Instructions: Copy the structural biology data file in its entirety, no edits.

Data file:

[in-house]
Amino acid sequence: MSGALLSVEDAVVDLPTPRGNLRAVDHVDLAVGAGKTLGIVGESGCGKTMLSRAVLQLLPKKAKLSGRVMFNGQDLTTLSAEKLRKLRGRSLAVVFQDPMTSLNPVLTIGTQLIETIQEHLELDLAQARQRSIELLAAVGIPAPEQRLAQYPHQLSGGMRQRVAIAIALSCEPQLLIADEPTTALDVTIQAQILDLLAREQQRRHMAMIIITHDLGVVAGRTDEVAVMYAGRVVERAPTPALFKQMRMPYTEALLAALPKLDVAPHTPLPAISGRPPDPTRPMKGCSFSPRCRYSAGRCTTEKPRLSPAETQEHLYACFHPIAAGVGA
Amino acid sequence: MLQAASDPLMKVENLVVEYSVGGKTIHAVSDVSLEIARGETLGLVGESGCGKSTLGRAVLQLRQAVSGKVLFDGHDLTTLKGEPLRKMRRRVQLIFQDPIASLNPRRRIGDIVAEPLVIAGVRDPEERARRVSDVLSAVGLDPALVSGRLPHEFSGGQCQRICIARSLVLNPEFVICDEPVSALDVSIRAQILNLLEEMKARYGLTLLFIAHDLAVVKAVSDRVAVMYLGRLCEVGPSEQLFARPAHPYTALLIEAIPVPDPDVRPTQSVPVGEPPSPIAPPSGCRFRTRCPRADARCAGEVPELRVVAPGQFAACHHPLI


[in-house]
Amino acid sequence: MSGALLSVEDAVVDLPTPRGNLRAVDHVDLAVGAGKTLGIVGESGCGKTMLSRAVLQLLPKKAKLSGRVMFNGQDLTTLSAEKLRKLRGRSLAVVFQDPMTSLNPVLTIGTQLIETIQEHLELDLAQARQRSIELLAAVGIPAPEQRLAQYPHQLSGGMRQRVAIAIALSCEPQLLIADEPTTALDVTIQAQILDLLAREQQRRHMAMIIITHDLGVVAGRTDEVAVMYAGRVVERAPTPALFKQMRMPYTEALLAALPKLDVAPHTPLPAISGRPPDPTRPMKGCSFSPRCRYSAGRCTTEKPRLSPAETQEHLYACFHPIAAGVGA
Amino acid sequence: MLQAASDPLMKVENLVVEYSVGGKTIHAVSDVSLEIARGETLGLVGESGCGKSTLGRAVLQLRQAVSGKVLFDGHDLTTLKGEPLRKMRRRVQLIFQDPIASLNPRRRIGDIVAEPLVIAGVRDPEERARRVSDVLSAVGLDPALVSGRLPHEFSGGQCQRICIARSLVLNPEFVICDEPVSALDVSIRAQILNLLEEMKARYGLTLLFIAHDLAVVKAVSDRVAVMYLGRLCEVGPSEQLFARPAHPYTALLIEAIPVPDPDVRPTQSVPVGEPPSPIAPPSGCRFRTRCPRADARCAGEVPELRVVAPGQFAACHHPLI